2/04/2019 | Point of view
I had the opportunity to talk to Eugene Borukhovich, Bayer’s Global Head of Digital Health, during JP Morgan Healthcare Week in San Francisco, and here are the three big takeaways from our chat.
Eugene predicts that “within the next couple of years, ‘digital health’ as a term will disappear,” and calls out organizations like the Digital Therapeutics Alliance for their efforts to set standards around evidence-base and behavior modification so regulators and strategic investors alike can properly evaluate claims made by health tech startups.
As time goes on, it looks like efforts to ‘pharma-lize’ the ways startups take their solutions to market will increase, pushing them into more traditional go-to-market pathways that have familiar and comforting guidelines in place. As Eugene says,
Sounds like that’s true for both the products he’s seeking AND the way pharma is looking to bring them to market…
When asked about Big Tech getting into Big Health, in the end, it seems, Eugene is in favor of the ‘Little Guy’ – or, at least, in their approach.
Don’t miss his comments about “cockiness in our healthcare industry” and how Big Tech is working around it by partnering up, but the salient point for startups is that big companies like Bayer still seem very much interested in buddying up with smaller businesses. It’s for all the same reasons as before: agility, the ability to iterate quickly, and the opportunity to do so within reasonable budgets.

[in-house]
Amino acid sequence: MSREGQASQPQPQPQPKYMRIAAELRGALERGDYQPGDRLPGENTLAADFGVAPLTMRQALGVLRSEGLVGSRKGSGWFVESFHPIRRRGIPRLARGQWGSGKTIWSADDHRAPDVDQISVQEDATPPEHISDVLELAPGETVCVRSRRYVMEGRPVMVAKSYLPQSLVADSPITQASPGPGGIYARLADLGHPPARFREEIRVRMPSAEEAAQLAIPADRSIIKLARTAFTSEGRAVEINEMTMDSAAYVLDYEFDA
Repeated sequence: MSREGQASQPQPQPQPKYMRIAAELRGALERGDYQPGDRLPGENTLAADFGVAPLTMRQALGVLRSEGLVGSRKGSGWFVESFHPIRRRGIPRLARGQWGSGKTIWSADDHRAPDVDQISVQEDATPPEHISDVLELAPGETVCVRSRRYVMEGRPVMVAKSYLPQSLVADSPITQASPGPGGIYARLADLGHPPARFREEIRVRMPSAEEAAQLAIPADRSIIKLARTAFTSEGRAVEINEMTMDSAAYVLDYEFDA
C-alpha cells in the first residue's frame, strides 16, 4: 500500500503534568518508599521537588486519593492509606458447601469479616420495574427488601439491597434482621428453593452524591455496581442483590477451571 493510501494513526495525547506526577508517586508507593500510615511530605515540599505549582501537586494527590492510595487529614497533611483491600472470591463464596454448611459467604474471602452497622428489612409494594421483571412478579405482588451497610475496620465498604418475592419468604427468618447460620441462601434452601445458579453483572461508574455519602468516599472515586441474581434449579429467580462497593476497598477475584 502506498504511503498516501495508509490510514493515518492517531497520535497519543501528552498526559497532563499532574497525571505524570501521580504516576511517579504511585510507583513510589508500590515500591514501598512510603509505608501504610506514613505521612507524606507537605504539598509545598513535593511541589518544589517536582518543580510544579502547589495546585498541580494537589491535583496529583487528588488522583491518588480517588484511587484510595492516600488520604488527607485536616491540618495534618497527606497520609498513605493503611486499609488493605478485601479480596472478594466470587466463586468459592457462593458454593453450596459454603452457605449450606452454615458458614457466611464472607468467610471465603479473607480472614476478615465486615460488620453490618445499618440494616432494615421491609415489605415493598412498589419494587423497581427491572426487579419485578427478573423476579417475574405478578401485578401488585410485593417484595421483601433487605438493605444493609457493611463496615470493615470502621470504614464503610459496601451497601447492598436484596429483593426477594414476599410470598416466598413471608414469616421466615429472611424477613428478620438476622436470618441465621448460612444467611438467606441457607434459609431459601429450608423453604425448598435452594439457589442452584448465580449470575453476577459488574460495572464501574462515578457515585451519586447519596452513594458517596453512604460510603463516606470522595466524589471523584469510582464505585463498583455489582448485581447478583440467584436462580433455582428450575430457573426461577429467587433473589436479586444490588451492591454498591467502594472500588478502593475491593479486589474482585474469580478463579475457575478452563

Eugene offered this telling rhetorical musing:
He’s talking about novel health solutions – digital therapeutics or otherwise – after learning from previous G4A cycles. Culture, precedent, and years of market success loom large in big healthcare companies across the ecosystem, which is one reason why innovation inside them is so challenging.
There’s a sense of urgency to ‘innovate or die’ in the face of the growing competition in the healthcare industry.
There’s plenty more great insights and trend predictions where these came from, plus the juicy details behind how the G4A program itself has pivoted this year. Check out the full interview now.